Sunday, March 02, 2003

Some Game Theory and the Security Council


Let's assume a little economic game. Five players -- the US, UK, Russia, France, and China -- each hold a veto over military action by any player in the game. One, player, the US, decides that military action in Iraq would be valuable to the US. A few other players, such as Turkey or Kuwait, can choose to contribute or withhold valuable resources.

The other players might be better off after US action, and they might be worse off. In any event, if they are fully self-interested, they will ask themselves how they can get the maximum pay-off from the US for not exercising their vetos.

They might decide to join the US early (as the UK did), in an effort to influence the military campaign and subsequent reconstruction, or to establish an international legal principle that Kosovo is better than Rwanda -- that in appropriate cases, the nations of the world can use military force to stop a government from committing atrocities against its own citizens.

Or they might try to position themselves so that they are the last hold-out. Once the US has paid off every other player necessary to obtain UN approval, the remaining hold-out can demand any price up to the total value of UN approval to the US - the rest are sunk costs, and no longer affect a rational player's analysis. The players can try to be the last hold-out just by staying quiet (Russia and especially China) or by publicly assuming a position that makes it clear than no one is more opposed to UN approval than they are. (France).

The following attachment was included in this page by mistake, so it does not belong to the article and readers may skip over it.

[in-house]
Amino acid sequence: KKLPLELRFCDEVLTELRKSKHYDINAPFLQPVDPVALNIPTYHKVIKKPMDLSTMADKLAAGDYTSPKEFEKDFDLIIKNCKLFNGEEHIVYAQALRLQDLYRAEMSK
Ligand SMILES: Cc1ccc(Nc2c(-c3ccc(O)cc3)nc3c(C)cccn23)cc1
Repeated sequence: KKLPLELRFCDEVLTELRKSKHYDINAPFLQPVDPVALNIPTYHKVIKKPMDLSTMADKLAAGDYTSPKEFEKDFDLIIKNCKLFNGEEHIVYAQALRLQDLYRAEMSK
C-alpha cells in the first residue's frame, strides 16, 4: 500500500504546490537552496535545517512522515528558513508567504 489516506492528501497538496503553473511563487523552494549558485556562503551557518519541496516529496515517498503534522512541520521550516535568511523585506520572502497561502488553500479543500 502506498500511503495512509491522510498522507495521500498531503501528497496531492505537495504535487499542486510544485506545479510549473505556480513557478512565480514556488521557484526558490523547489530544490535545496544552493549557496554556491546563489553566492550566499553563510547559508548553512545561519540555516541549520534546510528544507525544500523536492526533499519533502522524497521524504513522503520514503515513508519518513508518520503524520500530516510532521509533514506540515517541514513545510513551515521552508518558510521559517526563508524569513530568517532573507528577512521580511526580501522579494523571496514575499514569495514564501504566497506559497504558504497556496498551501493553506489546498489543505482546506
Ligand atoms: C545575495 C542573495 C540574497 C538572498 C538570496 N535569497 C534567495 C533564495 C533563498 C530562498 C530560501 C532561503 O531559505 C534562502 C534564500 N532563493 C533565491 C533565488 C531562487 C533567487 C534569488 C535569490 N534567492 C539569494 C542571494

I couldn't find a good econ link explaining this, but it seems like a variant of the railroad problem. If I am buying land for a railroad track (or a road, fiber-optic cable, etc.) and I buy land from everyone I need but you, I have given you the power to hold me up. If I'm smart, my contracts with everyone else let me back out of the deal if you don't sign, but if I want a route through your land and you're the last one, you can really stick it to me.

Now there are some things the US can do in this game. It can hint to the other players that UN approval isn't very valuable to it, which means they will sell at a lower price. It can try to keep each player confused about whether it has the approval of the other players. Finally, if the price is too high, it can go ahead without UN approval.

I guess where I'm going is that the UN veto structure is unworkable to this kind of humanitarian intervention. It does a good job of avoiding a world war, because as long as the permanent members have no opposition to a conflict, it's unlikely that we'll ever see the kind of chain of alliances that led to the first World War. However, the Security Council model is lousy for this situation -- where the US wants to depose Saddam, the French want to lift sanctions but aren't willing to go to war over it, and the other nations are mostly looking to see what's in it for them. Under those circumstances, each nation is likely to hold out for the biggest pay-off it can get, and ruin the whole deal in the process.